This August marks five years since Hurricane Katrina made landfall in New Orleans. The damage that the storm and its attendant flooding wrought on the city — both physically and psychologically — is slowly being repaired. The Louisiana Superdome, the focus of international horror during the aftermath of the storm, became once again a place of triumph this year, when the Saints won the Super Bowl for their hometown. And in the Lower 9th Ward, where over 4,000 homes were destroyed, new, inspired and sustainable homes are rising from the wreckage.
Brad Pitt founded the Make It Right foundation to help provide the Lower 9th with 150 affordable and storm-protected dwellings. So far, 50 homes are completed and another 25 are on the way, along with a handful of “micro-farms” and community centers. There’s a lot more to do to revive the community, but Pitt’s efforts have earned him nods from urban planners, as well as a grassroots campaign that encouraged him to make a mayoral bid. After the jump: a gallery of the Lower 9th Ward, five years later.
One of the Make It Right houses on Tennessee Street. These new homes dot the ward from North Derbigny to North Galvez Street.
Pitt’s goal is to make the Lower 9th the largest green neighborhood in the world. Each of the houses is LEED certified and outfitted with solar panels on the roof. Also, in deference to hurricane safety, each house has a hatch that opens up onto the roof.
The slanted roof is an innovation that will allow the homes to withstand winds up to 130 mph. Each of the houses also comes with a rainwater harvesting system that can collect 600 gallons of usable water.
Construction equipment and signs with the Make It Right logo are ubiquitous in empty lots around the ward. While we visited, a documentary crew was also taking a tour of the slowly repopulated streets.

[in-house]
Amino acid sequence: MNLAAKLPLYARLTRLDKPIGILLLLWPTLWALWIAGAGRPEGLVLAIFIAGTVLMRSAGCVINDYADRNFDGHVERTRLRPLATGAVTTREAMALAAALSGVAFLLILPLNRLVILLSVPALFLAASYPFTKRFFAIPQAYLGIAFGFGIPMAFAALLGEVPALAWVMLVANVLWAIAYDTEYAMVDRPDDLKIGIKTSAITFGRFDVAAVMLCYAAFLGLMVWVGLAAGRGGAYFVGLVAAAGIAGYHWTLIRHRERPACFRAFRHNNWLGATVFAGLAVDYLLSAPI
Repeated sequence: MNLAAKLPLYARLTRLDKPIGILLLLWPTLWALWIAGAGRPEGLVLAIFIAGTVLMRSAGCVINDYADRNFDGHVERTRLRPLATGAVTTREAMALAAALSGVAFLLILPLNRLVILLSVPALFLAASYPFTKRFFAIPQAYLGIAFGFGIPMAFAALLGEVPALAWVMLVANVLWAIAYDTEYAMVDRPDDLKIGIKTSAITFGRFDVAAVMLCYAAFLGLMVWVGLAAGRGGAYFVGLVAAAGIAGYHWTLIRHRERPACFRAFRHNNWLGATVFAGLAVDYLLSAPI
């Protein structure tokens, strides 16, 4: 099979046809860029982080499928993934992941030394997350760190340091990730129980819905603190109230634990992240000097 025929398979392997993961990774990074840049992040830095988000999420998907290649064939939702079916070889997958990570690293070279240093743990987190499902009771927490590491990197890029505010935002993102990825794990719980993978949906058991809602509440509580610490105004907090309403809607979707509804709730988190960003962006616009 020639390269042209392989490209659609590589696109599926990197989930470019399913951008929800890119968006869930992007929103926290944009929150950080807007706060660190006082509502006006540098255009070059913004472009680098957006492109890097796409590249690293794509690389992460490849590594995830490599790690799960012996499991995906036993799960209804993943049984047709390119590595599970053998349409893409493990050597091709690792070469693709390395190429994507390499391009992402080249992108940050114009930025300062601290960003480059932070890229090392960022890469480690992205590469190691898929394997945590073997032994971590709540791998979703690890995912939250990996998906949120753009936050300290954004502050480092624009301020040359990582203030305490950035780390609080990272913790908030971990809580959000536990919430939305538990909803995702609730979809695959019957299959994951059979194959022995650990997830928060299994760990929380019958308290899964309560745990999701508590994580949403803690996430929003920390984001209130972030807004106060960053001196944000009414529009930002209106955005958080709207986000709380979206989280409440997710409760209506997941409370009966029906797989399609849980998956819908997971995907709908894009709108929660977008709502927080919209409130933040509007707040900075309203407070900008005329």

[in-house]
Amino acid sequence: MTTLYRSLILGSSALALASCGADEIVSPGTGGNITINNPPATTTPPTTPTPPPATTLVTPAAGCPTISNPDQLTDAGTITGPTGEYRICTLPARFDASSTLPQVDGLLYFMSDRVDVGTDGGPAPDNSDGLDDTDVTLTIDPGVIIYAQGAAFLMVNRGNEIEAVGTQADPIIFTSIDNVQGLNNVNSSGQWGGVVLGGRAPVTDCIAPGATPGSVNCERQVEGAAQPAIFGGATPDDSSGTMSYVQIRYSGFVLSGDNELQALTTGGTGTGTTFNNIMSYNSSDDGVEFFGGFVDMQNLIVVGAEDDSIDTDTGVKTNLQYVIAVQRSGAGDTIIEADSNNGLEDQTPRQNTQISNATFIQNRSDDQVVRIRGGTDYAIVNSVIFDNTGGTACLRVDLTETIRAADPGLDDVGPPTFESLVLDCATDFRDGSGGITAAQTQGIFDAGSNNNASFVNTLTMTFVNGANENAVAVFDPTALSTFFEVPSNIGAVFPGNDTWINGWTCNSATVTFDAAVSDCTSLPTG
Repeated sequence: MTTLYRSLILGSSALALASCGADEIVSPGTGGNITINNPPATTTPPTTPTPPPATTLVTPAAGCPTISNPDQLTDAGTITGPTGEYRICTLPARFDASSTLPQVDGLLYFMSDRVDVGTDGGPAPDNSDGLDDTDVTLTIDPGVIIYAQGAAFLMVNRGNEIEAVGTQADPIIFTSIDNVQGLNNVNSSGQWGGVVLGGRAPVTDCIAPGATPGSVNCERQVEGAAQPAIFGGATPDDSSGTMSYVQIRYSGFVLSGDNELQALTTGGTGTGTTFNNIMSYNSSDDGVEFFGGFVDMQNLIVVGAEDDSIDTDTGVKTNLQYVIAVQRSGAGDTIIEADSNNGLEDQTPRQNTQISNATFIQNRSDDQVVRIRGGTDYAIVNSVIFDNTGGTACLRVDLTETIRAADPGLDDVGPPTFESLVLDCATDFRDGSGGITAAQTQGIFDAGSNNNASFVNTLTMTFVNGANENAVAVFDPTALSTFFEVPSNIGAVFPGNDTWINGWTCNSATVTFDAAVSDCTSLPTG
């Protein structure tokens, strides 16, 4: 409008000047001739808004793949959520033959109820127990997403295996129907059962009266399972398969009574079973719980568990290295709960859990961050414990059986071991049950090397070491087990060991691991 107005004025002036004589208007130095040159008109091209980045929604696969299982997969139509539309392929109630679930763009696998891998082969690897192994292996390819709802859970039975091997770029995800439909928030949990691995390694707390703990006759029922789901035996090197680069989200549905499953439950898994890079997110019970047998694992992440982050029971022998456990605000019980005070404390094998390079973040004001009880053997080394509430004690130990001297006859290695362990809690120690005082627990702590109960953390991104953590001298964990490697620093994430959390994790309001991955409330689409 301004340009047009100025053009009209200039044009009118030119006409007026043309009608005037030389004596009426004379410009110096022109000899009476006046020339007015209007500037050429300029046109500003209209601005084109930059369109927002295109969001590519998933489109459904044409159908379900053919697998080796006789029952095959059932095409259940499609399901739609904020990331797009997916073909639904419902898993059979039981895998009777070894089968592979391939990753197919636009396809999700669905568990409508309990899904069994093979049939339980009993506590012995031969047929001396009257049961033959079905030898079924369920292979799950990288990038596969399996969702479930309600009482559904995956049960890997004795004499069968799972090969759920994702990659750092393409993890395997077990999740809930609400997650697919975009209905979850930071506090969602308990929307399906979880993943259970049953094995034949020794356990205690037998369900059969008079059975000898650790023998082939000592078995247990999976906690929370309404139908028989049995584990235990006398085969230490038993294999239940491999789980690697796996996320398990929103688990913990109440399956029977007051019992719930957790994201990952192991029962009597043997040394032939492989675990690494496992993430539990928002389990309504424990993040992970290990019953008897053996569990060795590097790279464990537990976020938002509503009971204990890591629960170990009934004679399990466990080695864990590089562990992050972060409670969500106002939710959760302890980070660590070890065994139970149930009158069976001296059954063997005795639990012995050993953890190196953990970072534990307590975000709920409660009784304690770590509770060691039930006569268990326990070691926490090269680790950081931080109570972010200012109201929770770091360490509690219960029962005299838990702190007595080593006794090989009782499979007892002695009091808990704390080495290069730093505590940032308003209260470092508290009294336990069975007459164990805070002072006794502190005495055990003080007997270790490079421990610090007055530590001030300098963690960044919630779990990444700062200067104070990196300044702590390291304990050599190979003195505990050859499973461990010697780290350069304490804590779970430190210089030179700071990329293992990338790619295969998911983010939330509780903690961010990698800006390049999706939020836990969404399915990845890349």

Each of the 21 architects involved in the project — including Frank Gehry’s firm, Gehry Partners — was commissioned to design homes based on the traditional New Orleans shotgun houses. This is a single-family home, but larger duplexes are also in the works.
This playground was built in 2008 out of entirely donated materials. It includes a solar-powered, vandalism-proof computer.
Homeowners who are interested in buying one of the projects are expected to contribute as much as they can towards the new houses. The average cost of a single-family dwelling is $150,000, but the median contribution per family to date has been $75,000.
One of the dilapidated houses that has yet to be touched by the Pitt magic. Though construction is everywhere, lots overgrown with weeds that retain little more than concrete porch steps are reminders of why the redevelopment is necessary.
One of the landscape innovations Make It Right uses is rainwater gardens, small depressions in the lot that encourage rainwater to seep into the ground rather than run into the sewer system.
This bit of the playground, decorated by some of the children of the Lower 9th Ward, expresses the sentiments of many of the residents. Pitt’s intervention has been controversial in that it concentrates on quality and sustainability rather than quantity, thus replacing the much-needed housing stock in the area at a turtle’s pace. Still, it’s far better than the rot and abandonment of houses in many areas of town. As one New Orleanian told us, “It’s great that Brad Pitt’s doing this, but it’s not great that it’s Brad Pitt who had to.”